I made a bet on a new programming platform 3 years ago, and it paid off. Every line of code that has earned me money since then has been run by Node.js. In case you missed it, Node.js is the evil step-child of Netscape and Gmail that is going to take over software development for the next decade. Starting now.
The best thing about Node.js is the module system, npm. This is separate, and emerged slightly later than Node itself. It comprehensively solves the “versioning problem”. When you break software into modules, you end up with many versions of these modules. As time goes by, different modules depend on different versions of other modules, and it gets messy.
Think of it like this, Rachel invites Joey to a party in her apartment, and Joey in turn invites Phoebe. Rachel also invites Chandler, who in turn invites Ursula, Phoebe’s evil twin sister, who is pretending to be Phoebe. The party ends up with incompatible guests, and fails. Here’s what NPM does. The party is split between two apartments. One apartment gets Joey and Phoebe, the other Chandler and Ursula. Rachel hangs out in the hallway and is none the wiser. Happy days.
When you publish a Node.js module to npm, you specify the other modules you depend on, and the versions that you can work with. npm ensures that all modules you install only see compatible dependencies. No more breakage.
This wonderful anarchy does introduce a new problem. How do you find the right module? There’s a chicken and egg period when you’re new to Node – it seems like there are ten options for almost anything you want to do.
The question is how to solve this problem in a scalable way – not everybody can go to all the conferences or hang out on IRC – although you really should if you can. “Ask the community” doesn’t scale, and the latency is pretty bad too. Also, if your goal is pick one module, the über-helpfulness of the Node community sort of works against that, as you’ll get more than one recommendation! The npm site npmjs.org delegates the search question to Google. The results are less useful than you’d think. Google’s algorithms don’t give us what we need, and the search results, in terms of scannability, are pretty lame. The npm command line has a free text search function. It’s nice, but the results are pre-Google internet quality, and for the same reasons – free text search doesn’t do great finding relevant results. Then there’s the Node Toolbox, which is like a 90’s Yahoo for Node. There’s a human limit to curation and the amount of modules that can be categorized. Ontology building is, frankly, Sisyphusarbeit.
This situation is itchy. Just annoying enough to make you write some code to solve it. Towards the end of last year I randomly ended up reading that wonderful article “The Anatomy of a Large-Scale Hypertextual Web Search Engine” – written back when Larry and Sergey still had Stanford email addresses. The thing that hits you is how simple the idea of PageRank is: if popular web pages point to your web page, your web page must be really good! And the math is just lovely and so … simple! It should have been obvious to everyone.
In a gross misapplication of the underlying mathematical model (random web surfing), the same idea can be applied to Node.js modules to generate a NodeRank – a measure of how awesome your module is. How does it work. Modules depend on other modules. If lots of modules depend on a particular module, then that module must be pretty popular. A good example is express, a web framework. But that’s not enough! The algorithm asks you to look further. The modules that express itself depends on are more popular still. Case in point, connect, a HTTP server framework. The connect module needs to get some NodeRank juice from the express module. That’s what the algorithm does: your module is awesome if it’s used by other awesome modules!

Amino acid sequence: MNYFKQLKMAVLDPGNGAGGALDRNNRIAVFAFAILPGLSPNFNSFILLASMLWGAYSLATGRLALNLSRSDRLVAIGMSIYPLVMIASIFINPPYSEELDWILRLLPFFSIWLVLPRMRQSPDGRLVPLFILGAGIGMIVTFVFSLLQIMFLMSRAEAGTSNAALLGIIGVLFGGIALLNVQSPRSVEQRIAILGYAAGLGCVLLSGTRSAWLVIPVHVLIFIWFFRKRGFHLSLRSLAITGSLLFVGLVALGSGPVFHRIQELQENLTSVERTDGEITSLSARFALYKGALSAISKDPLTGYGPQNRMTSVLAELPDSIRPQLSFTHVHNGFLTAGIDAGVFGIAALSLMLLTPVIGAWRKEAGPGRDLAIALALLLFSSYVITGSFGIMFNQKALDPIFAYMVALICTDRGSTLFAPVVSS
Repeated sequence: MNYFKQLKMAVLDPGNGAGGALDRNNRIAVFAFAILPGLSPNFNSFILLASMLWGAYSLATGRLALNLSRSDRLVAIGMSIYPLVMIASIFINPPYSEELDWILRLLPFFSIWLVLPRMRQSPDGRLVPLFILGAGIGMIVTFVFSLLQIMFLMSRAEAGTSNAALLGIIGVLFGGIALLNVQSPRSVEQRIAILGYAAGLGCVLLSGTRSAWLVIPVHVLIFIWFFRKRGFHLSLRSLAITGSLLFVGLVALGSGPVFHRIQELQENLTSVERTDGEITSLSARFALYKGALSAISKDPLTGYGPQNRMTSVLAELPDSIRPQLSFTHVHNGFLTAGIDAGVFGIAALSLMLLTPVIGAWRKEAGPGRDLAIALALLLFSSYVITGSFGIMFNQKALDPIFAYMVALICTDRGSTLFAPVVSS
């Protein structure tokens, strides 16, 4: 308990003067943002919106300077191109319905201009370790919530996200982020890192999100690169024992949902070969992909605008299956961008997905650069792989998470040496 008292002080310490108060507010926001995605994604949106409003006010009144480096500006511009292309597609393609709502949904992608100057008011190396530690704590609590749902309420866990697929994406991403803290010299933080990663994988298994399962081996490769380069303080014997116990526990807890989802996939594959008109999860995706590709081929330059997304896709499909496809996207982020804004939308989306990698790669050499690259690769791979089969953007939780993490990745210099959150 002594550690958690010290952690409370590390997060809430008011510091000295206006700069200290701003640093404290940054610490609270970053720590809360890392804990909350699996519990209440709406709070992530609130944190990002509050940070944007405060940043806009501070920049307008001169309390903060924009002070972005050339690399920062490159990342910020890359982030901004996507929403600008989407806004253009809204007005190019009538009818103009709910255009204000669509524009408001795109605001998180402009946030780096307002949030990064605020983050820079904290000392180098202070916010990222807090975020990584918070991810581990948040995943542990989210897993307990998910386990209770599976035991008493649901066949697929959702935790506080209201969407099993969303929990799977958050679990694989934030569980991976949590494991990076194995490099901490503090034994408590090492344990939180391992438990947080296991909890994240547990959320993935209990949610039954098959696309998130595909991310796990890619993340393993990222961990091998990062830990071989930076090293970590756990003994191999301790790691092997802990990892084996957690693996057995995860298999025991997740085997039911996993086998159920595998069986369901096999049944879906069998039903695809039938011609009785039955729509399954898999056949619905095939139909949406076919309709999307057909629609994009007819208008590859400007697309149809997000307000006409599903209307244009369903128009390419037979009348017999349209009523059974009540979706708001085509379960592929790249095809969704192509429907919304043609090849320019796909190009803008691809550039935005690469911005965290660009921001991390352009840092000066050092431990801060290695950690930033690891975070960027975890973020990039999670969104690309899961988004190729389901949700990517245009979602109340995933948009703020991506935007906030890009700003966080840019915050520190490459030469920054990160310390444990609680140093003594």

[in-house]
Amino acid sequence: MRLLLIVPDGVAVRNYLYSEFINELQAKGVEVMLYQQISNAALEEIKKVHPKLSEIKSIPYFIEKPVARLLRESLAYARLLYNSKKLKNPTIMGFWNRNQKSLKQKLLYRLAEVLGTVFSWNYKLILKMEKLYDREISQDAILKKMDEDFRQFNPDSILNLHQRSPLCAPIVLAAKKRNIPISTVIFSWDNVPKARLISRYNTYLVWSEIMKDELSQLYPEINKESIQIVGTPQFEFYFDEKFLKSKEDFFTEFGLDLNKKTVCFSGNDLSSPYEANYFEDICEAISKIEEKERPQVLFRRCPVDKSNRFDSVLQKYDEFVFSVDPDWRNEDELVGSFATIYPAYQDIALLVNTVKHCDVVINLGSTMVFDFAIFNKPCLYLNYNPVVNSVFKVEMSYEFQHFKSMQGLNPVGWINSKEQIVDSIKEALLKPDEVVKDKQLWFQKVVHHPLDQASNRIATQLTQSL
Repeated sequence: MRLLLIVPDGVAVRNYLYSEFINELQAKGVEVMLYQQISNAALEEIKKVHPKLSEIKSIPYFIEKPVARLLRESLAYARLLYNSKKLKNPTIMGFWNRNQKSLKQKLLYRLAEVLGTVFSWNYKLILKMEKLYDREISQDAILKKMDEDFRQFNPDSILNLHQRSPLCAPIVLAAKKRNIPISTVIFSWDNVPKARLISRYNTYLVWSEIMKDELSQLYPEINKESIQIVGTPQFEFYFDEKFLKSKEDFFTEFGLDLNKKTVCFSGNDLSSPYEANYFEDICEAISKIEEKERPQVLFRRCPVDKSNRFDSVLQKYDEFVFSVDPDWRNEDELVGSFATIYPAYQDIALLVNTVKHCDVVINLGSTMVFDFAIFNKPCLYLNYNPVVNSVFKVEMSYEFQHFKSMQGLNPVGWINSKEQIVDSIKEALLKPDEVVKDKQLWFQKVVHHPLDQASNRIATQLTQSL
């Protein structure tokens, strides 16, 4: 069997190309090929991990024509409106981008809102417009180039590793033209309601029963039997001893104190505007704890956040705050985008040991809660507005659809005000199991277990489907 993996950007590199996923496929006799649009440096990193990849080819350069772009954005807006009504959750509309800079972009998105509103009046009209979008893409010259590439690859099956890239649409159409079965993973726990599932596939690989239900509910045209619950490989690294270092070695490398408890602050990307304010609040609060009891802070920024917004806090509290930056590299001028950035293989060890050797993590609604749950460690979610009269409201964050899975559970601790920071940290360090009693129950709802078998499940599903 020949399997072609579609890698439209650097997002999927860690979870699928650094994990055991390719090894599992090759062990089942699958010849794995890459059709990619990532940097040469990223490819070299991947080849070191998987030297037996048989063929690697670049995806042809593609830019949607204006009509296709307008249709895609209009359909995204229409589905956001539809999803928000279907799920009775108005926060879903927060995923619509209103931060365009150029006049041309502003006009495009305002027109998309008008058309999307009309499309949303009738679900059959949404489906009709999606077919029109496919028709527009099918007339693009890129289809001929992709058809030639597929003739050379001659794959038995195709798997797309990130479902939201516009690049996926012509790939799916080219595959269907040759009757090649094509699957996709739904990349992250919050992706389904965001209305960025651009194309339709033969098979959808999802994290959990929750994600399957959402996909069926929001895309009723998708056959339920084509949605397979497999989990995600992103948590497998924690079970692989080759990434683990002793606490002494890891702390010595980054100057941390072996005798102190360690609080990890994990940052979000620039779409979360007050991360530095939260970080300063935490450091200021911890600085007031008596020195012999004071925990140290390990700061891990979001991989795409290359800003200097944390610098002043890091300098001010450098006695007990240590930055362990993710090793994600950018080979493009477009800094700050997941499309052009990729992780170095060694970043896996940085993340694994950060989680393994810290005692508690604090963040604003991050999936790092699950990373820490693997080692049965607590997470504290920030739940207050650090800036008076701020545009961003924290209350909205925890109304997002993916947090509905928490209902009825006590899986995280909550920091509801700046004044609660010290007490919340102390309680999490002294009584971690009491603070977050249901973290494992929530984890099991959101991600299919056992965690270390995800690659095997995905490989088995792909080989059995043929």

Implementing the algorithm is tricky. But Google to the rescue! (ironic, capital I). I found a great blog post, with python code, that explains how to calculate a fast approximation. Thanks Michael Nielsen! Of course, a little part of me was betting a Node.js port would run even faster (it did, much faster!). So I hacked up an implementation.
Now, You can pull down the entire npm registry, it’s just a CouchDB database. A bit of manipulation with Dominic Tarr’s excellent JSONStream, and out pops a NodeRank for every module.
A ranking by itself does not a search engine make. At the risk of being branded a heretic, I’m using ElasticSearch for the main search engine. Yes, it’s Java. No, it’s not Node. Hey Whadda You Gonna Do! ElasticSearch lets you add a custom score to each document – that’s where the NodeRank goes. I hacked all this together into a little website that lets you search for Node modules: nodezoo.com
You use nodezoo to search for modules in the same way as you use Google: just type in some relevant terms and something reasonable should come back. It’s not necessary for the module description or keywords to contain your search terms. The results still need refinement (big time!), but I need complaints to know where it’s going wrong – tweet me: @rjrodger.
The search results also attempt to provide some additional context for deciding which module to use. They include a link to the github project (if it exists), the stars and forks count, and a few other pieces of meta data.
The nodezoo system itself is still pretty hacky. One key piece that’s missing is updating the search index in real time as people publish modules. At the moment it’s a batch job. And it downloads the entire database each time. That’s probably not a good thing.
I’m going to do a series of blog posts on this little search engine, explaining how it works, and walking through the refactoring. The code is all on github https://github.com/rjrodger/nodezoo if you want to follow along. This is part 1. More soon!